It's called EVA, or SET 50F, and was designed to finally keep women behind the wheel safe. Developed by Astrid Linder at the Swedish Institute for Transport Safety Research (VTI), this new female crash test dummy has been in the test phase since the end of 2022 and represents a real step forward for gender equality in road safety. Indeed, safety tests were until now carried out thanks to dummies representing average men - according to the legislation of the automotive sector since the 1970s - not designed for female morphologies.
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This new prototype is currently being tested in a warehouse in Linköping, southwest of Stockholm. Composed of rubber, metals and plastic, it is equipped with 24 sensors and corresponds to the morphology of an average woman: 1.62 m for 62 kg, 15 cm and 15 kg less than for a typical male model. Another difference: his shoulders and hips are less wide. "The distribution of the mass is different in the bust, which is reflected in a lower center of gravity in women than in men," says Astrid Linder, as reported by AFP.
Women more exposed
Although crash tests have always been carried out on male dummies, statistics show that women - who now make up 49% of drivers - are more exposed to risks in the event of an accident. According to a 2019 study by the University of Virginia in the United States, they are 73% more likely than men to be injured in the event of a frontal collision and would be twice as likely to suffer from whiplash in the event of an accident, especially because of the morphology of their neck and the support offered by the seat.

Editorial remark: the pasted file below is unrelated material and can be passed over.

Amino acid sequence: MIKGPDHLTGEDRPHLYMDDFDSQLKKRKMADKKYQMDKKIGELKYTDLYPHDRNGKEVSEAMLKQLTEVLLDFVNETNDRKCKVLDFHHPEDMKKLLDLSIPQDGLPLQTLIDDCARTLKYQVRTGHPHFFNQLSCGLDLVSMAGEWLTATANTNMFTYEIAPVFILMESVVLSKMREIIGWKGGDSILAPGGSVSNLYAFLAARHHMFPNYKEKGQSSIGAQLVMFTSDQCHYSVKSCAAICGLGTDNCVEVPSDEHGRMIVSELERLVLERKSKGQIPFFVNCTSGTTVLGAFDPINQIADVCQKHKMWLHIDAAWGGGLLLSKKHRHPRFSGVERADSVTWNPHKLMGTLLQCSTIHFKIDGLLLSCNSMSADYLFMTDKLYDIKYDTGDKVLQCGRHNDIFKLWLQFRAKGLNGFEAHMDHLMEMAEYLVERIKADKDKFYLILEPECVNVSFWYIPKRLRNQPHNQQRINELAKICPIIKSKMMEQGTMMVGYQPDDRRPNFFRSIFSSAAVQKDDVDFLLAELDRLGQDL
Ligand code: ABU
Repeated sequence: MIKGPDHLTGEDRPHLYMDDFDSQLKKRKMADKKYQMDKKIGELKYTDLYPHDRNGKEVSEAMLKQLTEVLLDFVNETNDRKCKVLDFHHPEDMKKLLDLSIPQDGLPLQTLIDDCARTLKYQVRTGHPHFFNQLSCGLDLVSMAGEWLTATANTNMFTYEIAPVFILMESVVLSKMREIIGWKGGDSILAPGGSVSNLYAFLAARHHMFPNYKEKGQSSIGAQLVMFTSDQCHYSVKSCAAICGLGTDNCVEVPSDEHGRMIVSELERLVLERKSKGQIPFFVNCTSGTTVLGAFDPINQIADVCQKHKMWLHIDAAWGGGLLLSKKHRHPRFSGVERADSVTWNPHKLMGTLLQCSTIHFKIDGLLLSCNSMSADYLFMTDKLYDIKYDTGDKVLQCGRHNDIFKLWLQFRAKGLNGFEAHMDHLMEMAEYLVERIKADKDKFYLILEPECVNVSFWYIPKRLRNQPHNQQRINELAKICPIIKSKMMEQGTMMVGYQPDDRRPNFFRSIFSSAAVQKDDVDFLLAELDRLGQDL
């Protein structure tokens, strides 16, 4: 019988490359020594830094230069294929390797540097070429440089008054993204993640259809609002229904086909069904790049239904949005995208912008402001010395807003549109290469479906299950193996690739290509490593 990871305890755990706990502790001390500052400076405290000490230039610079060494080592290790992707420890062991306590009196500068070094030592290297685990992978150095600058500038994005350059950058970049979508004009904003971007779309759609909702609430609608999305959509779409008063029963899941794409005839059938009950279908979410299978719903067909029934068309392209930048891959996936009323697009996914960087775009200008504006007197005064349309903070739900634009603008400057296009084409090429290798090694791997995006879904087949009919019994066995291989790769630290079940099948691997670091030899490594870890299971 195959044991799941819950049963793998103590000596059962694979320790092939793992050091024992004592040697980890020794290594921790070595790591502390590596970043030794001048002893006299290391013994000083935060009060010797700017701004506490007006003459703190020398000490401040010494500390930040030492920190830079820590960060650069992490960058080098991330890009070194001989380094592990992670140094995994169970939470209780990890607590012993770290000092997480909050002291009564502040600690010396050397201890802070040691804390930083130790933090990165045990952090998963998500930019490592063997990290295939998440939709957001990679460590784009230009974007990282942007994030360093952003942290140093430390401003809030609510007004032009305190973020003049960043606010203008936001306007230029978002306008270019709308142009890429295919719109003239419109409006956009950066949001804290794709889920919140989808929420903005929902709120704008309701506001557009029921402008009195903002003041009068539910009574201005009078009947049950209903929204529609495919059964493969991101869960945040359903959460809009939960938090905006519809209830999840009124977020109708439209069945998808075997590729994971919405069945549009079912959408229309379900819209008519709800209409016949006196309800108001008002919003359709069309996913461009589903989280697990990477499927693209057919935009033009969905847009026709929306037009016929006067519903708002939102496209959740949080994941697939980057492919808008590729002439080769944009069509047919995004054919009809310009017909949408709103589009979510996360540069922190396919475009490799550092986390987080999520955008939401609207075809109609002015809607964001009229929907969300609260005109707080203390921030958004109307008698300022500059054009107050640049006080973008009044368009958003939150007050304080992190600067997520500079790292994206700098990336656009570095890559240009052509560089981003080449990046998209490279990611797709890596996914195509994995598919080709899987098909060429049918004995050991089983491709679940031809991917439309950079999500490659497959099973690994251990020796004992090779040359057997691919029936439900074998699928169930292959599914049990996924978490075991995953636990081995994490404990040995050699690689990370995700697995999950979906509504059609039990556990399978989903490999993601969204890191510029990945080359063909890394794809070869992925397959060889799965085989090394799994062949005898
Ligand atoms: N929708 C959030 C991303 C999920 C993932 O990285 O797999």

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"The neck muscles are generally weaker in a woman so if we compare with a male crash test dummy, we see here that the neck is more flexible, that there is more movement if we drive exactly the same test, at the same speed and with the same acceleration," says engineer Tommy Pettersson for AFP. The goal is to make it possible to make better seats for men and women. That's why we created a man and a woman."
"For non-fatal injuries, which can cause disability, statistics show that the factor that is always decisive is the difference between men and women," said Astrid Linder. The resulting suffering can last a lifetime, it is essential to establish how everyone is protected."
Used by Volvo
Developed thanks to subsidies from the European Commission, Eva is already used by some manufacturers, such as Volvo, in Sweden, but nothing in international regulations requires it. A proposal will be submitted to the European Commission for a project to develop seat assessment tools, i.e. test dummies, as part of a larger project addressing the long-term consequences of road accident injuries.